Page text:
Monday, November 21, 2005

Union for Reform Judaism Opposes Alito Nomination as Threat to Fundamental Rights

To: National Desk
Contact: Emily Grotta, 914-772-7657 or; Alexis Rice, 202-841-2360 or, both of Union For Reform Judaism
HOUSTON, Nov. 20 /U.S. Newswire/ -- Representatives of the 1.5 million Reform Jews in North America voted overwhelmingly today to oppose the nomination of Judge Samuel Alito Jr. to the Supreme Court of the United States because it "would threaten protection of the most fundamental rights" that the Reform Movement supports.
"On choice, women's rights, civil rights and the scope of federal power," Alito would "shift the ideological balance of the Supreme Court on matters of core concern to the Reform Movement," according to the resolution adopted by the more than 2,000 voting delegates from more than 500 congregations in all 50 states. The vote came at the closing session of the Union for Reform Judaism's Biennial Convention, which met in Houston Nov. 16-20. The Union represents the largest branch of Judaism in North America.
Before the vote, convention delegates heard an argument in favor of the nomination from Jeff Wasserstein, a former clerk for Judge Alito and a self-described "liberal Democrat," and against it from Elliot Mincberg, vice president of the People for the American Way.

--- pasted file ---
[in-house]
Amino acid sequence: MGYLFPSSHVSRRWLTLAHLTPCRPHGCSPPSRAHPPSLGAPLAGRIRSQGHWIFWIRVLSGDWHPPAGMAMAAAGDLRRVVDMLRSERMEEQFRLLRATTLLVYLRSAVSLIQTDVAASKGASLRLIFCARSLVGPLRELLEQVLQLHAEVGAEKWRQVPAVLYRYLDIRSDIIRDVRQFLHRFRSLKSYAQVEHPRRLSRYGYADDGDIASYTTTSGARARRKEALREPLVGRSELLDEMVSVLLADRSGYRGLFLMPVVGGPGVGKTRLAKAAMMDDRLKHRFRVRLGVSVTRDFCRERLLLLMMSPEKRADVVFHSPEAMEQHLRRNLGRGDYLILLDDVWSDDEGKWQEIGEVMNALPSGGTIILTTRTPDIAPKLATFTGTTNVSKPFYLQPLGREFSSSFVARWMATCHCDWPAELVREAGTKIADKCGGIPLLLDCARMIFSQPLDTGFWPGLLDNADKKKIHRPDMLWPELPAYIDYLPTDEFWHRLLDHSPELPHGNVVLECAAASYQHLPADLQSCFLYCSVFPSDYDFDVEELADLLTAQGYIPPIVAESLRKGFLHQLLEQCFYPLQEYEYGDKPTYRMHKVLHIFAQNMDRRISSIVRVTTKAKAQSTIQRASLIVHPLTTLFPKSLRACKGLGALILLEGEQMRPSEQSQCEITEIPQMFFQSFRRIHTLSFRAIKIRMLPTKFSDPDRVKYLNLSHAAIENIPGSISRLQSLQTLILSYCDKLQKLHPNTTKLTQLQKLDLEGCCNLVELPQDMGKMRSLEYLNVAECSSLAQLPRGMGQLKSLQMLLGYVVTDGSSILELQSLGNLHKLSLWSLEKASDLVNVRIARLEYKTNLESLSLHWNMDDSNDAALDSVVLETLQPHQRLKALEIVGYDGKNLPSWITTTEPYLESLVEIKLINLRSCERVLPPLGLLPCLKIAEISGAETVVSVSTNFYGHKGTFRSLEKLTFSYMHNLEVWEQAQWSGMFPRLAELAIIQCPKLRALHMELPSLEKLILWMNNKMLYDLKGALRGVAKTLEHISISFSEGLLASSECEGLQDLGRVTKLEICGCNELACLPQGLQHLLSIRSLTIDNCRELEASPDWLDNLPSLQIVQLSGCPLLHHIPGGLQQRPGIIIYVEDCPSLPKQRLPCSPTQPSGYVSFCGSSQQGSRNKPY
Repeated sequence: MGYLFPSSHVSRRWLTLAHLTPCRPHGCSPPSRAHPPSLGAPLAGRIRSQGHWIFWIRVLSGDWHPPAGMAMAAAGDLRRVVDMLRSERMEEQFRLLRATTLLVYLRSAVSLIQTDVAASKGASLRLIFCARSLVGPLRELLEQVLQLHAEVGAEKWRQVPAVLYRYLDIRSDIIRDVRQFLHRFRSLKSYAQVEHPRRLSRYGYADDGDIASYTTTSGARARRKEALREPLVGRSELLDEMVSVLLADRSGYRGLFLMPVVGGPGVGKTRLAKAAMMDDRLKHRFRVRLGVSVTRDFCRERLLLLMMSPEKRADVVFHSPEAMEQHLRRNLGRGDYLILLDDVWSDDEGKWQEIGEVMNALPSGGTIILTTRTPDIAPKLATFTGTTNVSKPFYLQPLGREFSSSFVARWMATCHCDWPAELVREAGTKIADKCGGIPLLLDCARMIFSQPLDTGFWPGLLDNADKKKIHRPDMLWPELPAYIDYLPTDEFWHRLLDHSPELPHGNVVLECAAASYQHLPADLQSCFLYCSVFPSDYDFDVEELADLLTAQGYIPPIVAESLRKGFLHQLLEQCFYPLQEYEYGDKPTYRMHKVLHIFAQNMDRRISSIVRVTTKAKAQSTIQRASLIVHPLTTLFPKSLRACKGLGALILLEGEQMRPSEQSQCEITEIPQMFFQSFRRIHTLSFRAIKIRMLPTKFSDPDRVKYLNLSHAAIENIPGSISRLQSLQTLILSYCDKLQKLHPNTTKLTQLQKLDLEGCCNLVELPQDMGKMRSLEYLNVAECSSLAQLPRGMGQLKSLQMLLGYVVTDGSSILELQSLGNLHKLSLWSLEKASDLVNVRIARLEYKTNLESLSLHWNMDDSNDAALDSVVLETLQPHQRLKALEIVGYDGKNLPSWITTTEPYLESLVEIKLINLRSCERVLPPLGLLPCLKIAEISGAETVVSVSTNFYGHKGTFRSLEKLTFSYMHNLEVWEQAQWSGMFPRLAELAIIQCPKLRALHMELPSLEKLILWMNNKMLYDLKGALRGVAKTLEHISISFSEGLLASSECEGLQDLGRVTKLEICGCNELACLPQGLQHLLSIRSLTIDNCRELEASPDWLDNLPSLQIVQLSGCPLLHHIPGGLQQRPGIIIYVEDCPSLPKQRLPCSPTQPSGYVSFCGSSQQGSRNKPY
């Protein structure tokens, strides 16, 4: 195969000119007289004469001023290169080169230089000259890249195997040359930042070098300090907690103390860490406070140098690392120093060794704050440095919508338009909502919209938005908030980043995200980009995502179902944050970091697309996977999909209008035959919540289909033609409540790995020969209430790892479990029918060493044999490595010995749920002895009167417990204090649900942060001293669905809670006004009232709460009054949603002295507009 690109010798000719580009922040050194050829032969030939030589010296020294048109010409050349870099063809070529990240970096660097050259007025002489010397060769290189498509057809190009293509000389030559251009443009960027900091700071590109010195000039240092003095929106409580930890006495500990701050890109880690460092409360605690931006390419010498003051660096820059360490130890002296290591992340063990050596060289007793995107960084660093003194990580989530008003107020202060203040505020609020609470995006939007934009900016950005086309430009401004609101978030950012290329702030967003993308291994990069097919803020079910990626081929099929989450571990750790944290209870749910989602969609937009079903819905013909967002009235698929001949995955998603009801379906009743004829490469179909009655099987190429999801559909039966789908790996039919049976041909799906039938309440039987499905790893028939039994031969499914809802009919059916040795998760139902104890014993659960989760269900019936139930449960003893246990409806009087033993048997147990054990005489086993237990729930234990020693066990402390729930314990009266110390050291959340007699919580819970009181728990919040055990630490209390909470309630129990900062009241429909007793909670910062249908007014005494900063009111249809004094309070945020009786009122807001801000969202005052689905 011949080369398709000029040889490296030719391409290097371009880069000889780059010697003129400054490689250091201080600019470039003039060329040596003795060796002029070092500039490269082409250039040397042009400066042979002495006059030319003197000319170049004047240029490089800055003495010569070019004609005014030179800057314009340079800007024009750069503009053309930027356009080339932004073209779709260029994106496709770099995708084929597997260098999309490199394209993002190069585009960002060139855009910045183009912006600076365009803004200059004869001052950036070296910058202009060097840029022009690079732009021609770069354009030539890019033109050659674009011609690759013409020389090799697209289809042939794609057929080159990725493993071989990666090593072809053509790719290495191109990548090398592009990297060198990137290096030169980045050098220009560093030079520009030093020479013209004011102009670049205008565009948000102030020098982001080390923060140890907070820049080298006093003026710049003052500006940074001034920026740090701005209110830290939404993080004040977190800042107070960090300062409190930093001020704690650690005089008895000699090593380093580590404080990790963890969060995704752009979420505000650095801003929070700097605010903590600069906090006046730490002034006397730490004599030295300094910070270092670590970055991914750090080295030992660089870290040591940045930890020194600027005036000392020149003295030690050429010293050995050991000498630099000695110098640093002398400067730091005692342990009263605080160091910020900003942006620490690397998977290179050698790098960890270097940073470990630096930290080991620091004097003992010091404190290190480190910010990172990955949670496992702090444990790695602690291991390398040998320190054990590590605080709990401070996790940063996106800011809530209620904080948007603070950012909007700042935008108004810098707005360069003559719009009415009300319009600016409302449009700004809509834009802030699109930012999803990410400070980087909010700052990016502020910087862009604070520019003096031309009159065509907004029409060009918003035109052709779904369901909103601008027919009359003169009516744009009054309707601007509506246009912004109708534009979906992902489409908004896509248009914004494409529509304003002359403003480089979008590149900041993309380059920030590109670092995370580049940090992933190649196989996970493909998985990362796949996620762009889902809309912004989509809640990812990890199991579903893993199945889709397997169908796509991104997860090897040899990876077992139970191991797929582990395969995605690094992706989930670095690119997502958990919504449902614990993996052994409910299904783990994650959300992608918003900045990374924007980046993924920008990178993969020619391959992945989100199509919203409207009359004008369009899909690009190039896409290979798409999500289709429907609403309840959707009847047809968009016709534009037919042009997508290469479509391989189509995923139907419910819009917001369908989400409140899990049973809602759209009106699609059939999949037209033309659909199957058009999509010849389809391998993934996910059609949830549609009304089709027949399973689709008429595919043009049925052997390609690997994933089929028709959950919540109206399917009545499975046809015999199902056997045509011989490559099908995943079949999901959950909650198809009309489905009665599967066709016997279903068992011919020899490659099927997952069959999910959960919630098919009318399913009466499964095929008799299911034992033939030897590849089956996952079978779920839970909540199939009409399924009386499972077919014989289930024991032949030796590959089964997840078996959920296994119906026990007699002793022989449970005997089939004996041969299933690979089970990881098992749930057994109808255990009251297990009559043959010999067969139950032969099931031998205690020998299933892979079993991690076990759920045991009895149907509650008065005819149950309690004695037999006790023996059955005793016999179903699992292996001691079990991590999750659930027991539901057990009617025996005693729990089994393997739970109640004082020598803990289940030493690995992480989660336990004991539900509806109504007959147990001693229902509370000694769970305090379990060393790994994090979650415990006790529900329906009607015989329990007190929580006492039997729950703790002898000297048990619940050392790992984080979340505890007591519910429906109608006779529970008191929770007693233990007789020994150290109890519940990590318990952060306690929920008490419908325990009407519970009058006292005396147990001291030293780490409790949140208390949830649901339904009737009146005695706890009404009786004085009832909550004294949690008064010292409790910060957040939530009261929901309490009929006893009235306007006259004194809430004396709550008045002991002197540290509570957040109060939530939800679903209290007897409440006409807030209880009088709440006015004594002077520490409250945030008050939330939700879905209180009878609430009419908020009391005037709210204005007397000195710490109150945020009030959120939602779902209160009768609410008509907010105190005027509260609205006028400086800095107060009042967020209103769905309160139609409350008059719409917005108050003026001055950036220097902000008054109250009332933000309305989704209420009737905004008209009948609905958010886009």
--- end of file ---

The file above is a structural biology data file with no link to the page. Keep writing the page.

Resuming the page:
"We respect Judge Alito's intelligence, competence, integrity and judicial temperament," said Rabbi David Saperstein, the director of the Religious Action Center for Reform Judaism in Washington, DC. "Nevertheless, we are alarmed by the threat to the fundamental freedoms we hold dear if Judge Alito is confirmed. We cannot remain on the sidelines during this crucial debate, one that carries implications for virtually every issue of core concern to our Movement," Saperstein said.
Jordyn Jacobs, a college freshman from San Diego and the Social Action Vice President of NFTY, the Reform Movement's youth program, urged delegates to vote against the nomination. "Our tradition teaches us that we must not be silent," Jacobs said. If Alito is confirmed, she noted, he could be on the court for 35 years, affecting her generation and their children throughout their lives.
Earlier in the convention, delegates voted to oppose the War in Iraq and called for some troop withdrawals to begin after the December 15 elections.
Delegates also voted on resolutions to
-- Denounce the use of torture and demand the US Government enforce laws that make torture illegal
-- Oppose efforts to impose economic sanctions on Israel or on companies doing business with Israel
-- Require that governmental scientific data not be colored by ideology and that appointments to governmental bodies be made on the basis of the appointee's scientific experience
-- Endorse the Millennium Development Goals to end global poverty
-- Support voting rights for the citizens of the District of Columbia
-- Support the rights of workers to organize and bargain collectively
The full text of the resolutions are available at .
/© 2005 U.S. Newswire 202-347-2770/


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